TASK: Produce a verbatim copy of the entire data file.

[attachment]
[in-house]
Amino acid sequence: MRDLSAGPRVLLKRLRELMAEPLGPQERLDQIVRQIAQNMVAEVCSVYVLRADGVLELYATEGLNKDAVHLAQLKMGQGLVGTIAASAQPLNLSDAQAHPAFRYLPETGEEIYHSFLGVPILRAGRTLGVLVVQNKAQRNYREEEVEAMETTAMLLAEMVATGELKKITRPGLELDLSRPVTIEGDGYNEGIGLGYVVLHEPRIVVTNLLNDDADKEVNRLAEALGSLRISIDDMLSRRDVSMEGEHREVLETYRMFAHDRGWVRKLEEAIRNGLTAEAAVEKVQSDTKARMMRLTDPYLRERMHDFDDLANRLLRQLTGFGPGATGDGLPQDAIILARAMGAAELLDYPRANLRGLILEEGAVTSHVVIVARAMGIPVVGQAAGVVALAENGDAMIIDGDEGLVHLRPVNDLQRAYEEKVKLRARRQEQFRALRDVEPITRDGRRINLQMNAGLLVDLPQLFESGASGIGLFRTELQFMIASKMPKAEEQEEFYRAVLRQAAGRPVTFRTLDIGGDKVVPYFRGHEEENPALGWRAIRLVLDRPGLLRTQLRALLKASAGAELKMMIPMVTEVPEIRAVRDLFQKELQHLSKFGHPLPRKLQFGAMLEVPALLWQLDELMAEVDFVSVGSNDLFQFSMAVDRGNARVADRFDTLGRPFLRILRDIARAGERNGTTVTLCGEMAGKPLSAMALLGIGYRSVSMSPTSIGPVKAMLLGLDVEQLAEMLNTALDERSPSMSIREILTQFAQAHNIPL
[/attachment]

[in-house]
Amino acid sequence: MRDLSAGPRVLLKRLRELMAEPLGPQERLDQIVRQIAQNMVAEVCSVYVLRADGVLELYATEGLNKDAVHLAQLKMGQGLVGTIAASAQPLNLSDAQAHPAFRYLPETGEEIYHSFLGVPILRAGRTLGVLVVQNKAQRNYREEEVEAMETTAMLLAEMVATGELKKITRPGLELDLSRPVTIEGDGYNEGIGLGYVVLHEPRIVVTNLLNDDADKEVNRLAEALGSLRISIDDMLSRRDVSMEGEHREVLETYRMFAHDRGWVRKLEEAIRNGLTAEAAVEKVQSDTKARMMRLTDPYLRERMHDFDDLANRLLRQLTGFGPGATGDGLPQDAIILARAMGAAELLDYPRANLRGLILEEGAVTSHVVIVARAMGIPVVGQAAGVVALAENGDAMIIDGDEGLVHLRPVNDLQRAYEEKVKLRARRQEQFRALRDVEPITRDGRRINLQMNAGLLVDLPQLFESGASGIGLFRTELQFMIASKMPKAEEQEEFYRAVLRQAAGRPVTFRTLDIGGDKVVPYFRGHEEENPALGWRAIRLVLDRPGLLRTQLRALLKASAGAELKMMIPMVTEVPEIRAVRDLFQKELQHLSKFGHPLPRKLQFGAMLEVPALLWQLDELMAEVDFVSVGSNDLFQFSMAVDRGNARVADRFDTLGRPFLRILRDIARAGERNGTTVTLCGEMAGKPLSAMALLGIGYRSVSMSPTSIGPVKAMLLGLDVEQLAEMLNTALDERSPSMSIREILTQFAQAHNIPL